Each steel block is built from smaller ‘sections’ that are welded together, and made up of a combination of steel plate, structural steel bars (‘stiffeners’) and ‘bulkheads’ — upright walls within the hull.
Australian Antarctic Division Icebreaker Project Manager, Nick Browne, said a number of high tensile grades of steel are being used to ensure the ship can cope with freezing Antarctic temperatures.
“The grade refers to the strength and toughness of the steel to withstand the cold, before it becomes brittle and loses its ability to withstand impact,” he said.
“Above the water line the steel can withstand temperatures down to −40°C, but it’s optimised for −30°C, while the steel below the water line can withstand −10°C.”
Before any steel plate is cut, computer software is used to arrange the shapes of the parts that need cutting, to minimise wastage. A combination of laser and plasma technology and high pressure water is use to cut the plate, some of which is 130mm thick. Any leftover steel is melted down and reused in new plates.
After the parts are cut they are welded to big panels of deck plate. Then the steel bars or stiffeners are added to create a skeleton, and the outside of the hull, called the shell plate, is welded over the top.
Once a block is complete, it is painted and moved from the construction warehouse to the dry dock, where it is craned into place. It can then be welded to other blocks in a process known as consolidation.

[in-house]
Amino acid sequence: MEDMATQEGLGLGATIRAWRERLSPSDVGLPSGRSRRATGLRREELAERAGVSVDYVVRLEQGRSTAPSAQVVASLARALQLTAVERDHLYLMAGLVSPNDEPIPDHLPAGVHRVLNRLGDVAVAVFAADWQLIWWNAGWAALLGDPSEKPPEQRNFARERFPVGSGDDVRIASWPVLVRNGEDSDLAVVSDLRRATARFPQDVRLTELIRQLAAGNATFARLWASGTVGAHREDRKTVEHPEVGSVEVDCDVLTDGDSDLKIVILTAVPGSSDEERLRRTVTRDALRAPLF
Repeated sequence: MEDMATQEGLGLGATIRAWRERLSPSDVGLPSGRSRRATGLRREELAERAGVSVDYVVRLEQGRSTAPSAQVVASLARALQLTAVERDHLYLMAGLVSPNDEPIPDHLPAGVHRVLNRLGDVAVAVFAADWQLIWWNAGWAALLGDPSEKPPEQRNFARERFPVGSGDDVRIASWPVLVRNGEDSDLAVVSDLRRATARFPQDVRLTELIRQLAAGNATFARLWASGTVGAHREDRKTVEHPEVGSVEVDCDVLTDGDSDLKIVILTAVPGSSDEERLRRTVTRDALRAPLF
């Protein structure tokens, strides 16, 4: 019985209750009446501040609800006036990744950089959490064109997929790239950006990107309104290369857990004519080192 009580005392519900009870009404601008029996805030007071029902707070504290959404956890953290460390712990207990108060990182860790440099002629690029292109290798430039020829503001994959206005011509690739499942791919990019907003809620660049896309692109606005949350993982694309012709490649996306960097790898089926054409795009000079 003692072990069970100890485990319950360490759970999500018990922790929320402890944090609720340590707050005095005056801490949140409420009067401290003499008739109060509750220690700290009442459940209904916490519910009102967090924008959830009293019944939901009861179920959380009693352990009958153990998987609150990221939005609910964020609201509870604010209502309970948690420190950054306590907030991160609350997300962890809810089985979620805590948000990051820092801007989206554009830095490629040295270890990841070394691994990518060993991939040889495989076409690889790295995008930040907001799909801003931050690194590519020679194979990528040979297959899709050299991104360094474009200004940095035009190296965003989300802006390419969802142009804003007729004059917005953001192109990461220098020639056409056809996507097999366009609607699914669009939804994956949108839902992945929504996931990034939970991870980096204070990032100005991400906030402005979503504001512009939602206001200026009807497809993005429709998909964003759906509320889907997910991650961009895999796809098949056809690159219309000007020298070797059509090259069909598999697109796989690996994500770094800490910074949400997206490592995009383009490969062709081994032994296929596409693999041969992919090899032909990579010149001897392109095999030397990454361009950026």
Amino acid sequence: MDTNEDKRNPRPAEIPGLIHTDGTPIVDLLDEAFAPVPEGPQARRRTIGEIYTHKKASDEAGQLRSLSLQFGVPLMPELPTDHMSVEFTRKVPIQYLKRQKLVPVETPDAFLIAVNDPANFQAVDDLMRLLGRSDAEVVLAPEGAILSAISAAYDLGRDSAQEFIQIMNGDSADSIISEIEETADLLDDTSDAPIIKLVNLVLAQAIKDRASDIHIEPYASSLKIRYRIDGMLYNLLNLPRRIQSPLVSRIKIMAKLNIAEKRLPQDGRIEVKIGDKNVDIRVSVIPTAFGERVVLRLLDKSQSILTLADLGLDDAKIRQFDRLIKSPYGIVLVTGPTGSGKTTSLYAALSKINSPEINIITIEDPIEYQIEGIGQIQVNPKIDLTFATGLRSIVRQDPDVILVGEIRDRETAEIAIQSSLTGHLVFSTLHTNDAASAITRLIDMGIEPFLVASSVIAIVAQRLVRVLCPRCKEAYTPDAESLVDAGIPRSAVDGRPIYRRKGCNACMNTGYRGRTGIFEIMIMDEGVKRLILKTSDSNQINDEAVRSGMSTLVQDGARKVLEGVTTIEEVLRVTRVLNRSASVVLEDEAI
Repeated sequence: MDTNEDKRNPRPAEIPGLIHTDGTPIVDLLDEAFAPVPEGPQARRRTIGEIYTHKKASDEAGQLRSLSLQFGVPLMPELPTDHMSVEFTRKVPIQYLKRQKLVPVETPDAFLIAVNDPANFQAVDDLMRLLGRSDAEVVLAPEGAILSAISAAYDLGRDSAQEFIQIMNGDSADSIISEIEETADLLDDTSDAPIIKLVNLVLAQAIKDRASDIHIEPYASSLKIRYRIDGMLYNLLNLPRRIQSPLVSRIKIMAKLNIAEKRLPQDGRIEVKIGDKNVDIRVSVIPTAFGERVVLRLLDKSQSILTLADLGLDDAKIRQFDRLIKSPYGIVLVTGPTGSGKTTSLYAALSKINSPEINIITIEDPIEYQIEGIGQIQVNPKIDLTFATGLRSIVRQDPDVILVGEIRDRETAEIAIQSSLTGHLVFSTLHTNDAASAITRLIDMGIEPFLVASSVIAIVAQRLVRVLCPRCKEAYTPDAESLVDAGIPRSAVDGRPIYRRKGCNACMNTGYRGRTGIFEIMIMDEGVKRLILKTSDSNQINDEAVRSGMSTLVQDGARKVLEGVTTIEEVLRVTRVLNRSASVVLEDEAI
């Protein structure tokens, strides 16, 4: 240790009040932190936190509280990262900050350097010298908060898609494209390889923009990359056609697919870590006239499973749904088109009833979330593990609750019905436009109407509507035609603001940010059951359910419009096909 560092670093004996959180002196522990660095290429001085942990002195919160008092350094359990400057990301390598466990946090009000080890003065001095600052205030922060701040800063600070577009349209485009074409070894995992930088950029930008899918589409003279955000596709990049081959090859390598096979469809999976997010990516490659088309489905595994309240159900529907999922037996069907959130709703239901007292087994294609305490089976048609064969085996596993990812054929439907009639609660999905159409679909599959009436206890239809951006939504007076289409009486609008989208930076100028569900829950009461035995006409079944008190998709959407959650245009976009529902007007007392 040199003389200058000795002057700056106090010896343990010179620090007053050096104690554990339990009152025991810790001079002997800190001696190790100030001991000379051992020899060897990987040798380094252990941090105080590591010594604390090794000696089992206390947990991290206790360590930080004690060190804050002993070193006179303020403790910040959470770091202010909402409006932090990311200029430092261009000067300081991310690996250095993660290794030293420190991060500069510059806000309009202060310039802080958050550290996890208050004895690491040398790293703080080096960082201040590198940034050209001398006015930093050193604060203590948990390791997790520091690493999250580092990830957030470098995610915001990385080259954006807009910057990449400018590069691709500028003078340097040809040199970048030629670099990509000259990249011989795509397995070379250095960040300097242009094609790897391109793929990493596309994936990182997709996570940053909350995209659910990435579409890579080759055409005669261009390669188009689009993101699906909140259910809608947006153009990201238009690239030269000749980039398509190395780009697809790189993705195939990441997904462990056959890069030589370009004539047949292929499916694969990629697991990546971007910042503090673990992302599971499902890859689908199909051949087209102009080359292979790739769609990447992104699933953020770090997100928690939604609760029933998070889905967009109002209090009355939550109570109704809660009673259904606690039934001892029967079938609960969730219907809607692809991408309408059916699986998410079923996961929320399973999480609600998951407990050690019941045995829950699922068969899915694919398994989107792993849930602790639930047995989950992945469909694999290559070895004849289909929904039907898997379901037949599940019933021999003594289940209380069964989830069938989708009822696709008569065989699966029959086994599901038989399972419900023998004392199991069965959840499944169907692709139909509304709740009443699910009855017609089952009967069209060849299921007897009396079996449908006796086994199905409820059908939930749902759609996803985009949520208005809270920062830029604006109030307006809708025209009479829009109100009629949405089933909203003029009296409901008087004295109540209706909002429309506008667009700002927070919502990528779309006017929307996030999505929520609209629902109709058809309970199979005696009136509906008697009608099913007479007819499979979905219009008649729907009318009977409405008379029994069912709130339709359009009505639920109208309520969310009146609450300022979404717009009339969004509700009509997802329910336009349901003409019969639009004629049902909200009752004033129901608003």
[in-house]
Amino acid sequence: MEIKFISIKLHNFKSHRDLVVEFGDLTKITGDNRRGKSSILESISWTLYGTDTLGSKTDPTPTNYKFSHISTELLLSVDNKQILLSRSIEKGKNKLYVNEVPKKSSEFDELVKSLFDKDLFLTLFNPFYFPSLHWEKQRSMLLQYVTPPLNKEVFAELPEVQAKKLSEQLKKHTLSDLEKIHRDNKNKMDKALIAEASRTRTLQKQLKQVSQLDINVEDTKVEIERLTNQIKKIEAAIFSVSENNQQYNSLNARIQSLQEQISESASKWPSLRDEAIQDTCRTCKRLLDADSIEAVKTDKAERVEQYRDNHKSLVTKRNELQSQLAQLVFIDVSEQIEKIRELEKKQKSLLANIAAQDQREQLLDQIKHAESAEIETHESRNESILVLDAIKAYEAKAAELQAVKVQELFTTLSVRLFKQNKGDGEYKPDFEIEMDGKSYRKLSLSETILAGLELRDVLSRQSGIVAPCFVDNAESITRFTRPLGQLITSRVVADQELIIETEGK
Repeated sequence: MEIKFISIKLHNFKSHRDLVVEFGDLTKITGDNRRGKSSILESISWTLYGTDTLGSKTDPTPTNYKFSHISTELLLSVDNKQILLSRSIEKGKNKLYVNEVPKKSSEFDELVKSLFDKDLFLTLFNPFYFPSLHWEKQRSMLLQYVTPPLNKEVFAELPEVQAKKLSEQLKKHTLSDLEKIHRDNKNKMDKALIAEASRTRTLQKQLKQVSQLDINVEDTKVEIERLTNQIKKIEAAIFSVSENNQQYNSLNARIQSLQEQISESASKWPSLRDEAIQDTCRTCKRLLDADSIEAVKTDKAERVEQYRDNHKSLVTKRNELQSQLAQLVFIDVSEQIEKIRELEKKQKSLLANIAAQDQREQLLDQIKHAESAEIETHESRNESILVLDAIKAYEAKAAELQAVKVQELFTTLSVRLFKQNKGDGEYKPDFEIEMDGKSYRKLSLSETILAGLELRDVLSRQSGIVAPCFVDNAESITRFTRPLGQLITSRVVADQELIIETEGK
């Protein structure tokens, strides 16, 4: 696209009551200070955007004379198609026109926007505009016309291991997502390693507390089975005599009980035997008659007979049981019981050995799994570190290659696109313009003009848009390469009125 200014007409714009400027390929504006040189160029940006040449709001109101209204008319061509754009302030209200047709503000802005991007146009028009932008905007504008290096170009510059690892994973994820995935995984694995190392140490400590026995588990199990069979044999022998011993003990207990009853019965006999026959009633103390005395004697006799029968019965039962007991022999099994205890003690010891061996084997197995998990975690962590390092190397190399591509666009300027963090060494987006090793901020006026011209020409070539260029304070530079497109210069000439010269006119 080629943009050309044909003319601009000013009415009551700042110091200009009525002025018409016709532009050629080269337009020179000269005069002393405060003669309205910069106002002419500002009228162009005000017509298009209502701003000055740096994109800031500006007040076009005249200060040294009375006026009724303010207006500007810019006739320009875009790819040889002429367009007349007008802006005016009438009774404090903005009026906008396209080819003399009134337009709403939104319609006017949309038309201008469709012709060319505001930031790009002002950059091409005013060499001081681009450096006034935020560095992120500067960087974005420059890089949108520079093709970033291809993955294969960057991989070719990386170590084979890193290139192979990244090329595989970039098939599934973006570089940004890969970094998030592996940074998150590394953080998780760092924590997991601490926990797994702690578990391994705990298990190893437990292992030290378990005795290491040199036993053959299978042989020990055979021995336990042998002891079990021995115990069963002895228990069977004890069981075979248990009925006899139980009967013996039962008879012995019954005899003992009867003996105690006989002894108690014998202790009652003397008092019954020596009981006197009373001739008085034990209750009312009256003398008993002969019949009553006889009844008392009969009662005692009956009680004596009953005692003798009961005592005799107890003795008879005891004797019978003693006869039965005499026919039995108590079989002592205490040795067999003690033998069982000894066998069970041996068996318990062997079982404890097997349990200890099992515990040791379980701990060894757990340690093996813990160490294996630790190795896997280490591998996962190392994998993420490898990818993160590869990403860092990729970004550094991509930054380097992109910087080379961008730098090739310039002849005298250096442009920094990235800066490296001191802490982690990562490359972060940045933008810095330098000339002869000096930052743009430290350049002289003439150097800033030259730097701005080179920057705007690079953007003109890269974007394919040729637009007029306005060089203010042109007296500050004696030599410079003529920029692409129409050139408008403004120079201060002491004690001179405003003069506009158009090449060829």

“The keel consists of three blocks and was the first part of ship to be consolidated in August 2017,” Mr Browne said.
The block construction method allows the shipyard to build different parts of the ship at the same time, to make best use of the resources (labour and yard space) available. At Damen Shipyards in Romania the block sizes are limited to 300 tonnes, which is the lifting capacity of the cranes.
“The building strategy broadly reflects the cranes’ lift capacity,” Mr Browne said.
“It will take 58 building steps to produce 229 sections that will be consolidated into 57 blocks. There are so many sections because the steel is thick and heavy, due to the structural requirements of icebreaking.”
Because of its weight, only about half the ship will be constructed in the dry dock, before it is floated out to a wet dock for completion.
“The ship will have a displacement of 25 500 tonnes when complete and a draught — the distance between the waterline and bottom of the hull — of 9.3 metres,” Mr Brown said.
“In the dry dock there’s a gate with a draft restriction of 4.5 metres, so if we tried to build the whole ship there it would get stuck.”
Once the superstructure of the ship (area above the main deck) is consolidated, the fun begins, with the interior fit-out of laboratories, cabins, offices and other spaces. Some interior sections, such as moulded bathroom cubicles, will be prefabricated and simply dropped into place. To save arguments amongst future users of the vessel, the interior decoration is being left to the “professionals” — the ship builders and a Norwegian outfitter.
One thing the Australian Antarctic community can agree on though, is that Nuyina will be painted in an iconic International Orange, reminiscent of the nation’s current icebreaker, the much-loved Aurora Australis.
Australian Antarctic Division